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U.S. Depression Rates Reach New Highs

U.S. Depression Rates Reach New Highs

Story Highlights

  • Clinical depression in lifetime and current depression both hit new highs
  • Women and young adults have experienced the greatest increases
  • Black and Hispanic adults rising at about twice the rate of White adults

WASHINGTON, D.C. -- The percentage of U.S. adults who report having been diagnosed with depression at some point in their lifetime has reached 29.0%, nearly 10 percentage points higher than in 2015. The percentage of Americans who currently have or are being treated for depression has also increased, to 17.8%, up about seven points over the same period. Both rates are the highest recorded by Gallup since it began measuring depression using the current form of data collection in 2015.

Line chart: Rising trends in lifetime and current depression rates. In 2023, 29.0% of Americans report having been diagnosed with depression in their lifetime, while 17.8% reporting currently having depression.

The most recent results, obtained Feb. 21-28, 2023, are based on 5,167 U.S. adults surveyed by web as part of the Gallup Panel, a probability-based panel of about 100,000 adults across all 50 states and the District of Columbia. Respondents were asked, “Has a doctor or nurse ever told you that you have depression?” and “Do you currently have or are you currently being treated for depression?” Both metrics are part of the ongoing Gallup National Health and Well-Being Index.

Rates Among Women, Young Adults, Black and Hispanic Adults Rising Fastest

Over one-third of women (36.7%) now report having been diagnosed with depression at some point in their lifetime, compared with 20.4% of men, and their rate has risen at nearly twice the rate of men since 2017. Those aged 18 to 29 (34.3%) and 30 to 44 (34.9%) have significantly greater depression diagnosis rates in their lifetime than those older than 44.

Women (23.8%) and adults aged 18 to 29 (24.6%) also have the highest rates of current depression or treatment for depression. These two groups (up 6.2 and 11.6 percentage points, respectively), as well as adults aged 30 to 44, have the fastest-rising rates compared with 2017 estimates.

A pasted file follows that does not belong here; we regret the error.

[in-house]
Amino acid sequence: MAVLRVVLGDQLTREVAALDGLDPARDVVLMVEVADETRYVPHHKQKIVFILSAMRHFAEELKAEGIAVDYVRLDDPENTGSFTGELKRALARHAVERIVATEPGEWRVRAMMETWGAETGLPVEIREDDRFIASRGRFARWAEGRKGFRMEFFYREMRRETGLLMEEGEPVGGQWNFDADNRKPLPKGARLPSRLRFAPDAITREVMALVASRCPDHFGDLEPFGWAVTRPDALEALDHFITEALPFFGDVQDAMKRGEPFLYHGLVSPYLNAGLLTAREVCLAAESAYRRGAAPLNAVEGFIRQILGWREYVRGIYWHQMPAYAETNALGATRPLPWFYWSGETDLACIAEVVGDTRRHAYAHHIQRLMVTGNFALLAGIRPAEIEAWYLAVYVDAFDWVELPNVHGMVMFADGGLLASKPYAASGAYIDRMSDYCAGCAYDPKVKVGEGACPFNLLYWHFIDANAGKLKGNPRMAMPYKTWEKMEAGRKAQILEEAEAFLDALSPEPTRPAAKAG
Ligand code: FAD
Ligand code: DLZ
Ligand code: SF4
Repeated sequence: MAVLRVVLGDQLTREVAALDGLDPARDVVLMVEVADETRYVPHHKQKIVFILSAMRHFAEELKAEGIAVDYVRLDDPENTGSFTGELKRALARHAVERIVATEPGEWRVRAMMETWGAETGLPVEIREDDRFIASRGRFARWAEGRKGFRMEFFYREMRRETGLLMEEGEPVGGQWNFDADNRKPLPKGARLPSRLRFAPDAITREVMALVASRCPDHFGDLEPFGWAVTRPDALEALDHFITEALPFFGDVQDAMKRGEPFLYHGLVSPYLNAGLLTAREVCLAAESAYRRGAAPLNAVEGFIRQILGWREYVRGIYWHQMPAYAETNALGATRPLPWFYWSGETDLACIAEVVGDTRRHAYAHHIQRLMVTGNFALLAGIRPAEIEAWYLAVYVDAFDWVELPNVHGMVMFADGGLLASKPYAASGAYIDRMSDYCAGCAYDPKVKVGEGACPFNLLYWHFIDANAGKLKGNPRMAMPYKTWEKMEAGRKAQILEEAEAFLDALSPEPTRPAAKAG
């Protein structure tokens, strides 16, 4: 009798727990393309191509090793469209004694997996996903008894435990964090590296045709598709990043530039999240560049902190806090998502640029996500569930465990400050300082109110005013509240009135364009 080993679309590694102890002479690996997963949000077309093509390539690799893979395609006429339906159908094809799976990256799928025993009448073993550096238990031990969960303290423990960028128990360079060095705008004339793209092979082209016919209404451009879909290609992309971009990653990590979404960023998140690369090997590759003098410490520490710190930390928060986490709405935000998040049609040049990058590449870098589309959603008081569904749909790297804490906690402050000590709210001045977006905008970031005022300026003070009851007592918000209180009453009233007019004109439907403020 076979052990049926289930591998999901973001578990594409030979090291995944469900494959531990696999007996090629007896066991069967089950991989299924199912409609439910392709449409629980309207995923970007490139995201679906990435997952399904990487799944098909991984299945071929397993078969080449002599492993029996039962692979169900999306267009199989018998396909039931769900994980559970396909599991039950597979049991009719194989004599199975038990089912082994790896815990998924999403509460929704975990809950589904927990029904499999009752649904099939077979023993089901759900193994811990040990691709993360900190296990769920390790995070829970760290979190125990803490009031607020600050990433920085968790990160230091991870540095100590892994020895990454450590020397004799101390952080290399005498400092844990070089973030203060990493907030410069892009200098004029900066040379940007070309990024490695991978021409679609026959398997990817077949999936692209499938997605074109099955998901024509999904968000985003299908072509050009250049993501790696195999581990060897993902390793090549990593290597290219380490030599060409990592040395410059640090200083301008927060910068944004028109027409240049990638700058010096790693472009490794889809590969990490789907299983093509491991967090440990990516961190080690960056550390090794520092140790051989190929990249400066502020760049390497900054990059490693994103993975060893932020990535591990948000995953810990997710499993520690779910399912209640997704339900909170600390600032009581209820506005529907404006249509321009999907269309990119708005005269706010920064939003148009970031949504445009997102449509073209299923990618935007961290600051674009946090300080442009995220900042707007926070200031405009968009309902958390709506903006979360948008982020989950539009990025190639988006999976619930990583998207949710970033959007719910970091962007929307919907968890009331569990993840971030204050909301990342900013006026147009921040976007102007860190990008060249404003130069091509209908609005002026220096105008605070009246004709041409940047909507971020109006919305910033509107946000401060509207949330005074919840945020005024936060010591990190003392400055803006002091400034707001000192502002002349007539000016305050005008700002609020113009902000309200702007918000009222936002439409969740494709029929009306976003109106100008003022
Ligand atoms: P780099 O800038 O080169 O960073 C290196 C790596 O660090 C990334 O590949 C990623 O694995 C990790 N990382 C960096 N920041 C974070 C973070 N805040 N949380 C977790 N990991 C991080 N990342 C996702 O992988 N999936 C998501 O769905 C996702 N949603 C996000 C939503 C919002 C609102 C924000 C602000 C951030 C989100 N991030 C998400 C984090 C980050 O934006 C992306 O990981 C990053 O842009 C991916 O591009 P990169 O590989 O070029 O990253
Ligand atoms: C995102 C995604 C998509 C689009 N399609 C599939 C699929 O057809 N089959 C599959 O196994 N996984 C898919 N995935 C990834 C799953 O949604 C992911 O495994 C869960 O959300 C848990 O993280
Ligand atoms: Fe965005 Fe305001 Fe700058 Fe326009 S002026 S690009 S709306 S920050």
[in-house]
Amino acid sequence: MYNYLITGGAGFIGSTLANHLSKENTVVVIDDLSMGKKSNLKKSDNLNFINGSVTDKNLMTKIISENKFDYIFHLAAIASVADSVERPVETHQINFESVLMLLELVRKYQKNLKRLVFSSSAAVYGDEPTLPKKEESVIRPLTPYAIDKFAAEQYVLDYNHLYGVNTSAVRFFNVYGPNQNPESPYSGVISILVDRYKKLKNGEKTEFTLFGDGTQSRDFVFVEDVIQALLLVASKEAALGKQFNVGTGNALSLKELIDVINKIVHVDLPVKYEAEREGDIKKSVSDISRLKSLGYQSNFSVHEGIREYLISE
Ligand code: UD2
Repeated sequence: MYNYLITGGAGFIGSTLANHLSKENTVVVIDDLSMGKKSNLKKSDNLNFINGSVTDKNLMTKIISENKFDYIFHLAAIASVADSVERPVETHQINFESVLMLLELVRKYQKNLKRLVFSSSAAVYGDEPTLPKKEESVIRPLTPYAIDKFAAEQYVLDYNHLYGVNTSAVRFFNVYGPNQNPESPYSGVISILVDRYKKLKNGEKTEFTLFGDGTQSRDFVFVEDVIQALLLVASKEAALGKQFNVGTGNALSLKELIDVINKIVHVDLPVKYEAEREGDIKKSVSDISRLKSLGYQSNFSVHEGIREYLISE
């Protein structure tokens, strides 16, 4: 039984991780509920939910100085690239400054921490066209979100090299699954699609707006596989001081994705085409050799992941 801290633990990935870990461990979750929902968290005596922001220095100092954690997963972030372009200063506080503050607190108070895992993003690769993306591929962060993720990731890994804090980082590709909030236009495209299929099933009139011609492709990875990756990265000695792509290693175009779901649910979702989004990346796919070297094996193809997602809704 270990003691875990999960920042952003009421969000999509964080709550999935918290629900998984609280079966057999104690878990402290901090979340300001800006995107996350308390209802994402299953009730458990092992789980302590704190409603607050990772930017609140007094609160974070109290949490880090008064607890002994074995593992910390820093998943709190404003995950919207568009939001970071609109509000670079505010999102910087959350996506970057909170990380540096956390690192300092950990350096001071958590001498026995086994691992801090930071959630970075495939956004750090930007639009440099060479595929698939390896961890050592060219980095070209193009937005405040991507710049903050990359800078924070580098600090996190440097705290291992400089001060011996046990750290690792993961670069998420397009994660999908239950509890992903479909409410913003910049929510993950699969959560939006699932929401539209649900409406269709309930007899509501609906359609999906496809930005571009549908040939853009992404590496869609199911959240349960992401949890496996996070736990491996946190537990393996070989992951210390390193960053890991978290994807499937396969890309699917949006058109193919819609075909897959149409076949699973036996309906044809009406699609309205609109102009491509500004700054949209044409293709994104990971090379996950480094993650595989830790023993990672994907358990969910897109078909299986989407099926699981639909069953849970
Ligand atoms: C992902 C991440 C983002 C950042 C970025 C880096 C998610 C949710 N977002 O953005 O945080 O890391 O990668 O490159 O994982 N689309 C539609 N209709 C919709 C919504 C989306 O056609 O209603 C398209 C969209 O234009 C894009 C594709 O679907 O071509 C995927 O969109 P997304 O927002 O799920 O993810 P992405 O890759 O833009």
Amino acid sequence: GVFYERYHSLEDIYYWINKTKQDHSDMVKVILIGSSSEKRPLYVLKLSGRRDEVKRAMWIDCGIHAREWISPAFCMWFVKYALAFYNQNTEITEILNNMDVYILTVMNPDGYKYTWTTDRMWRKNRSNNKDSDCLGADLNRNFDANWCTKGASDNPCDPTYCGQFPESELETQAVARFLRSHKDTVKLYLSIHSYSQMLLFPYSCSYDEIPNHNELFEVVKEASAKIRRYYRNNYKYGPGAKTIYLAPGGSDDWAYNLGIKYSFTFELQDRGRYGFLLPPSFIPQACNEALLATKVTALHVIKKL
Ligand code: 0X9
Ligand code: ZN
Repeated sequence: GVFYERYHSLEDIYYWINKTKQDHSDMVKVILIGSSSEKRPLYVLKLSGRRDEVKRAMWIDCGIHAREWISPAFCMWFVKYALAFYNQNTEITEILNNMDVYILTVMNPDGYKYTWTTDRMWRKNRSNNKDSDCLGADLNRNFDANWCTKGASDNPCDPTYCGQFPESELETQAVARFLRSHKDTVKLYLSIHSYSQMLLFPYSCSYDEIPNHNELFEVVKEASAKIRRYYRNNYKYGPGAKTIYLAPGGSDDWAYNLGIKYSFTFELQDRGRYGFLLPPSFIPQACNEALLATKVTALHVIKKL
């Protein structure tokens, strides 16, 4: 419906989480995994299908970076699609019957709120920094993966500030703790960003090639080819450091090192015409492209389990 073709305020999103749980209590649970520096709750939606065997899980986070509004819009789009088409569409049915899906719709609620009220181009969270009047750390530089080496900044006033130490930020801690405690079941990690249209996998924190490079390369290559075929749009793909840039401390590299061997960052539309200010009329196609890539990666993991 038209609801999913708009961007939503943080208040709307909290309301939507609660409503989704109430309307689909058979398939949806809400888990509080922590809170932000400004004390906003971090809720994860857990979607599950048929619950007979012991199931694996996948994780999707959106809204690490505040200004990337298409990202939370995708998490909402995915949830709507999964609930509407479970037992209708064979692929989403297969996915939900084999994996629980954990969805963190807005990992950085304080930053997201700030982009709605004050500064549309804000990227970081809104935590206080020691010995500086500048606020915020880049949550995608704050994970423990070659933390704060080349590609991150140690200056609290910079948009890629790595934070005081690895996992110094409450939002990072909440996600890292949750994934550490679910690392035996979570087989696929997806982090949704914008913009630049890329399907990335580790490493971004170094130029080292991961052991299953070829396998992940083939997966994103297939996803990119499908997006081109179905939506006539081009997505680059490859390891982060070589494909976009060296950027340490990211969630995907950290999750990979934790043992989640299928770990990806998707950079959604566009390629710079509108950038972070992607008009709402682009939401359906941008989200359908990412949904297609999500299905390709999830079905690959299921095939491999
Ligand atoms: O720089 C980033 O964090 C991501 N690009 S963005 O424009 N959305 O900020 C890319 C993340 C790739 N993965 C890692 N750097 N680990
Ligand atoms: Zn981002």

Lifetime depression rates are also climbing fast among Black and Hispanic adults and have now surpassed those of White respondents. (Historically, White adults have reported marginally higher rates of both lifetime and current depression.)



Alarming rates of depression are not unique to the U.S. Globally, nearly four in 10 adults aged 15 and older either endure significant depression or anxiety themselves or have a close friend or family member who suffers from it. Other Gallup research has estimated that 22% of Northern American adults have experienced depression or anxiety so extreme that they could not continue regular daily activities for two weeks or longer, similar to a global rate of 19% and matching estimates found in Western Europe, the Middle East and North Africa, and South Asia.

Clinical depression had been slowly rising in the U.S. prior to the COVID-19 pandemic but has jumped notably in its wake. Social isolation, loneliness, fear of infection, psychological exhaustion (particularly among front-line responders such as healthcare workers), elevated substance abuse and disruptions in mental health services have all likely played a role. While experiences of significant daily loneliness have subsided in the past two years amid widespread vaccinations and a slow return to normalcy, elevated loneliness experiences during the pandemic likely played a substantive role in increasing the rates of the longer-term, chronic nature of depression. Currently, 17% of U.S. adults report experiencing significant loneliness “yesterday,” projecting to an estimated 44 million people.

Among subgroups, women have historically reported substantially higher levels of depression than men. That this gap has notably widened further since 2017 is likely explained by several COVID-related factors, including the fact that women were disproportionately likely to lose their jobs or to exit the workforce altogether due in part to the pandemic driving children home from school or day care. Women also made up 78% of workers in all healthcare occupations in 2019, exposing them to enhanced emotional and psychological risk associated with the pandemic.

Young adults, in turn, are more likely to be single and to report loneliness, particularly so during the pandemic. They also need more social time to boost their mood than older adults, something directly impacted by COVID-19. Daily experiences of sadness, worry and anger -- all of which are closely related to depression -- are highest for those under 30 and those with lower income levels. And, like women, young adults and people of color were disproportionately likely to lose their jobs altogether due to the pandemic.

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